But let’s get back to your mom, er, the Earth. You may have noticed that this planet is covered in all sorts of different surfaces, from oceans, deserts and tropical forests to the ice caps, huge buildings and cherry pies. Each of these surfaces has its own individual albedo, and conversely, absorbs a different amount of light.
So what does all of this matter to you? One thing to consider is that water, which covers about 70% of the Earth's surface, has a pretty low albedo, making it a good way to absorb the Sun's radiation and warm up the planet, supporting things like, y'know, life. Soaking up warmth in the day and maintaining it through the night is a good way to keep the temperature stable enough for us to survive, unlike on waterless orbs like the moon, where the temperature difference between day and night is about 356˚C. Our atmosphere is a big help, too, because it helps store this saved heat.
On the flip side, the sandy deserts near the equator and the snowy ice sheets near the poles have a higher albedo, up to 90% in the case of fresh snow. When these regions reflect a lot of light, they tend to stay a little bit cooler.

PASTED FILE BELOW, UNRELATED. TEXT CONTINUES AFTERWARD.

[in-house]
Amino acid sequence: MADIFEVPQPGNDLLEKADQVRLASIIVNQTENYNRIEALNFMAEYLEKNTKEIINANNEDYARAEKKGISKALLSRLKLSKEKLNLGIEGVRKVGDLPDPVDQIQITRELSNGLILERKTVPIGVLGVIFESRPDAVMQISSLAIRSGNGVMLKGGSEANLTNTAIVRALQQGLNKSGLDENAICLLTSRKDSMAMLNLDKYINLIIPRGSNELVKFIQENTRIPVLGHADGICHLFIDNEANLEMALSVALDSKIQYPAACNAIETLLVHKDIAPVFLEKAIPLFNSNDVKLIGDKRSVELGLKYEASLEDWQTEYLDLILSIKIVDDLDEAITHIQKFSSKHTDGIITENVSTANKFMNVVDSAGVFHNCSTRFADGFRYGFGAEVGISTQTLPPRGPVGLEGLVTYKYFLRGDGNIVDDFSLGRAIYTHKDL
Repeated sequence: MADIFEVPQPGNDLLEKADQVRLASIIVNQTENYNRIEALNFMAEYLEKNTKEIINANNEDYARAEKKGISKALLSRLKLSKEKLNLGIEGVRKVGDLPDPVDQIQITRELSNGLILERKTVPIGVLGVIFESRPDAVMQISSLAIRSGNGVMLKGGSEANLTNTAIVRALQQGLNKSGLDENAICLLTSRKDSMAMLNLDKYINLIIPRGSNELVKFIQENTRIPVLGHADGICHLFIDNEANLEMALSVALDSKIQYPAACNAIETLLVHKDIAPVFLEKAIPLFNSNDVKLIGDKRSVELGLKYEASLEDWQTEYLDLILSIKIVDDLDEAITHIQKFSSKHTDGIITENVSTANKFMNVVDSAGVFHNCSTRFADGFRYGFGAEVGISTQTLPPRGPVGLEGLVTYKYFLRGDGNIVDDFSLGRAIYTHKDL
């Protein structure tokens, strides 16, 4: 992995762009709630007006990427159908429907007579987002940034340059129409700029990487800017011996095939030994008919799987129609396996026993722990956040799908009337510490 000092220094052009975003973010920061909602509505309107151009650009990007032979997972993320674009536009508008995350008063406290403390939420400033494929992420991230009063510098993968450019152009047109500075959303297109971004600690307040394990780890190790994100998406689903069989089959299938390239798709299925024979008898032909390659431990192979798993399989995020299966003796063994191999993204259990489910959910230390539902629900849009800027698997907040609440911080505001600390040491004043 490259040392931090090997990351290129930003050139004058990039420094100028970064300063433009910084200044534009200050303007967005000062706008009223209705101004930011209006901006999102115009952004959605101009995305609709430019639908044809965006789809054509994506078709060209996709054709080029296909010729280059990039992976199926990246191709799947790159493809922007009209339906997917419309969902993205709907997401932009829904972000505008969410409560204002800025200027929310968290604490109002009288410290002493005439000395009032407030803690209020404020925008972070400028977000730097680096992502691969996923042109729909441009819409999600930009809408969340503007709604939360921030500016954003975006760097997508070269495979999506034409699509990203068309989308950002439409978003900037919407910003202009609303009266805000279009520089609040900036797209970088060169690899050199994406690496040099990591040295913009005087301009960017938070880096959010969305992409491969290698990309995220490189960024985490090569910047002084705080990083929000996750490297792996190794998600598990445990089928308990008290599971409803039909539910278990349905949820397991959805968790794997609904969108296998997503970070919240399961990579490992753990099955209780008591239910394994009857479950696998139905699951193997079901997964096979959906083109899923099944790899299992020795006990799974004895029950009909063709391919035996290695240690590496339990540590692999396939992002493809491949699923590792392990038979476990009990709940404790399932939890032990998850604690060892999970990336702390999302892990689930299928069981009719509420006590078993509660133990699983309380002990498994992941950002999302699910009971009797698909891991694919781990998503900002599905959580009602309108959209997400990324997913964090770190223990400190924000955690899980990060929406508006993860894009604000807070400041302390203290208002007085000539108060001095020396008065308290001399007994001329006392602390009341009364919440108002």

Most of the planet is somewhere between these extremes, however, with the majority of land covered in different kinds of plant cover, soil, and pies. Through local and satellite measurements, we can determine the albedo of these different surfaces, and also see a inverse correlation with the local temperature. The trees in tropical rain forests have a pretty low albedo, absorbing much of the incident sunlight (of which they get a lot), which in turn makes for higher local temperatures. However, if you're a farmer wise enough to cut down the rain forest for the excellent topsoil underneath, the decrease in albedo from green trees to dark brown soil will cause the temperature to go up on your new plot of land, making it even harder to grow anything while contributing to global warming.